Eric Young, MD
Phone: 970-766-3222 Fax: 970-776-3226
COLORADO ORTHOPEDIC 3830 N. Grant Avenue | Loveland, CO 80538
& HAND SURGERY
Knee Ligaments by Dr. Eric younG
There are four principle ligaments in the knee; the anterior cruciate ligament(ACL), posterior cruciate ligament(PCL), medial
collateral ligament(MCL), and the lateral collateral ligament(LCL). Any of these ligaments may be injured, and combined
injuries are common. Injuries to the collateral ligaments present as pain along the inner(medial) or outer(lateral) side of the
knee. Pain can be mild to severe. The ligament can be partially or completely torn. Treatment of isolated collateral ligament
tears rarely requires surgery. Bracing, use of crutches, and physical therapy are treatment options. It may take several months
to regain normal, pain-free knee function after this type of injury.
Injuries of the anterior cruciate ligament (ACL) can range from a sprain to a complete tear. These injuries are often the result
of a twisting or hyperextension motion in sports. Frequently there is a “pop” heard or felt at the time of injury. There is often
significant swelling of the knee shortly after the injury. Sometimes it is possible to walk relatively well following the injury,
but pivoting on the injured leg may be difficult.
This ligament prevents forward sliding of the tibia in relationship to the end of the femur. It also plays a role in controlling
rotation of the knee. When the ligament is completely torn the knee moves in an abnormal fashion and may be unstable.
Diagnosis can often be made by physical examination, but in cases where there is doubt; MRI of the knee is very helpful.
Associated injuries to the meniscal cartilages, collateral ligaments, and joint surfaces are common. MRI can be very helpful
in identifying these associated injuries.
Nonsurgical treatment of ACL tears includes rehabilitation of the knee to recover movement and strength. Bracing may
be needed for everyday activities or for sports. Surgical reconstruction of the ligament is usually recommended in active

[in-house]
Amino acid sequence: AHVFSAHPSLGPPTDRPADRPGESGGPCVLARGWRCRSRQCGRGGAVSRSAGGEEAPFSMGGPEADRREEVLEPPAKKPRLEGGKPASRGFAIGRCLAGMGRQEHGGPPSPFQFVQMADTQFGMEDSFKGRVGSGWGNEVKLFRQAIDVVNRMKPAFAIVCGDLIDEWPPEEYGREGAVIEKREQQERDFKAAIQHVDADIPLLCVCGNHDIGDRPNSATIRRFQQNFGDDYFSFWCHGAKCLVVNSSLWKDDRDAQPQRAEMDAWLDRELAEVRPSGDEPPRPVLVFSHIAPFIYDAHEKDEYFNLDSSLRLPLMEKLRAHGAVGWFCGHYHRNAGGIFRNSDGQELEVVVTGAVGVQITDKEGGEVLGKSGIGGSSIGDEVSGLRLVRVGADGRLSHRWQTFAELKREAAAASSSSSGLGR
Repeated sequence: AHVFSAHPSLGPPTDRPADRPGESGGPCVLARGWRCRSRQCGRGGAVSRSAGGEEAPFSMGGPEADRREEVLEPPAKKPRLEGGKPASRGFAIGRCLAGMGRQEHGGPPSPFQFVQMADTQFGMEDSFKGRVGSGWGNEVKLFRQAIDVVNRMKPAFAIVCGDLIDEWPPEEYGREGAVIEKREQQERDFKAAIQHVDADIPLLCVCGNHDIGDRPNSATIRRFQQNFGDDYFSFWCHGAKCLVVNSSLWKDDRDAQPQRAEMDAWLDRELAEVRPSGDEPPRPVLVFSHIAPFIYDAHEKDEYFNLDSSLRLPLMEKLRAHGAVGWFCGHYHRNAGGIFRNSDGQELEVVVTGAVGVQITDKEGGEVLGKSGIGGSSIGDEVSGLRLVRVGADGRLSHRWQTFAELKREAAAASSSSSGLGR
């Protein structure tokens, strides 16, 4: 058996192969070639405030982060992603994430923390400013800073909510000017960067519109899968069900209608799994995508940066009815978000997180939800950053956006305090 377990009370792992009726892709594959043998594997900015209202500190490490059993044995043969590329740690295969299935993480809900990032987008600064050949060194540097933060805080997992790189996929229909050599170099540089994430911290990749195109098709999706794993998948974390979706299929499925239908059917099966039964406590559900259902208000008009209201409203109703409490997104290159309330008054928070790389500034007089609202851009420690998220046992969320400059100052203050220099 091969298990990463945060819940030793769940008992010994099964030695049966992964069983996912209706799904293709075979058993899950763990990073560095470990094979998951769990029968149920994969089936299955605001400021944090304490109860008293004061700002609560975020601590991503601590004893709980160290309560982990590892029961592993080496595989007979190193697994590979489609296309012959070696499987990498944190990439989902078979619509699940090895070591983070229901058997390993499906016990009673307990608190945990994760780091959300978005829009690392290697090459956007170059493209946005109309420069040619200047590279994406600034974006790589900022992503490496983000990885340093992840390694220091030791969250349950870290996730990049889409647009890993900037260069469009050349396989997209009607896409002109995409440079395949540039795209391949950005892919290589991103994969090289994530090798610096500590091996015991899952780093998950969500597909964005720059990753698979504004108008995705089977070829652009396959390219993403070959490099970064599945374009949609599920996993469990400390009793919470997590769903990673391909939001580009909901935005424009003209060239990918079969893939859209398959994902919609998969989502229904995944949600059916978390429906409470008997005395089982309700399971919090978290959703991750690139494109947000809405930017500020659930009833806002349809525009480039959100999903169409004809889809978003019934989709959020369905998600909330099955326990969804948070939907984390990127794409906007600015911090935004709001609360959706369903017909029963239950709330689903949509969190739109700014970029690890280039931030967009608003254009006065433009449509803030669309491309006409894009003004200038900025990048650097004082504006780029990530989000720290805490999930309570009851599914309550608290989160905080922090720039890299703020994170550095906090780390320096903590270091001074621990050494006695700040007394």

individuals, athletes, and those who have physically demanding jobs. Some pre-existing conditions, such as severe arthritis,
may preclude the possibility of successful surgery.
ACL reconstruction is performed arthroscopically. At the time of the surgery other problems in the joint such as meniscus
tears can be addressed. It is necessary to replace the torn ligament with a new piece of tissue as the injured ligament is not
repairable. Sources for this replacement tissue include a portion of the patellar tendon, part of the hamstrings tendons, or
tendon from a cadaver donor. Currently there are no artificial replacement ligaments available. The surgery is performed
using general or spinal anesthesia and usually takes less than 2 hours.
Following surgery a brace is applied to the knee. Initially the brace is locked in an extended position. As strength and
movement in the leg improve the hinges of the brace are unlocked to allow increasing movement. Use of a continuous
passive motion machine(CPM) may be helpful in regaining movement in the knee. Physical therapy can be very helpful in
restoring function to the knee. Rehabilitation usually takes about 6 months following surgery, and it often is 1 year or longer
before one can return to unrestricted sports activities. Protective bracing for sports may also be recommended after surgery.
Posterior cruciate ligament tears are much less frequent than ACL tears. PCL tears can occur from a fall onto the flexed knee,
an automobile accident, or some types of sports activities. Diagnosis of PCL tears can be made by physical examination, but
sometimes an MRI is required to identify or confirm the diagnosis. In most cases an isolated PCL tear can be treated with
rehabilitation and bracing. Surgical reconstruction is not usually necessary, but may be required for some athletes and in
cases where the instability is not well controlled with rehabilitation and bracing.